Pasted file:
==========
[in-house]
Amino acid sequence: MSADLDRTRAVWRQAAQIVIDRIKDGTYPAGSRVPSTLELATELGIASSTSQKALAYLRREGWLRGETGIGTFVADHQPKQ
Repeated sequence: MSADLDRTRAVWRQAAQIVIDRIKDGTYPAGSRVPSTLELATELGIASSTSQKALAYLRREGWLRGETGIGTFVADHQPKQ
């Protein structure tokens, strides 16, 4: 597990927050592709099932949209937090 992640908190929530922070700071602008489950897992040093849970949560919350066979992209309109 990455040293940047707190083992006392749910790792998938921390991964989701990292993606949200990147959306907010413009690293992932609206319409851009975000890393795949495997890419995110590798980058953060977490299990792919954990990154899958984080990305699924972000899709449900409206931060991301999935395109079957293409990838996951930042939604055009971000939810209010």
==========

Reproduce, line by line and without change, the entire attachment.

[in-house]
Amino acid sequence: MSADLDRTRAVWRQAAQIVIDRIKDGTYPAGSRVPSTLELATELGIASSTSQKALAYLRREGWLRGETGIGTFVADHQPKQ
Repeated sequence: MSADLDRTRAVWRQAAQIVIDRIKDGTYPAGSRVPSTLELATELGIASSTSQKALAYLRREGWLRGETGIGTFVADHQPKQ
């Protein structure tokens, strides 16, 4: 597990927050592709099932949209937090 992640908190929530922070700071602008489950897992040093849970949560919350066979992209309109 990455040293940047707190083992006392749910790792998938921390991964989701990292993606949200990147959306907010413009690293992932609206319409851009975000890393795949495997890419995110590798980058953060977490299990792919954990990154899958984080990305699924972000899709449900409206931060991301999935395109079957293409990838996951930042939604055009971000939810209010």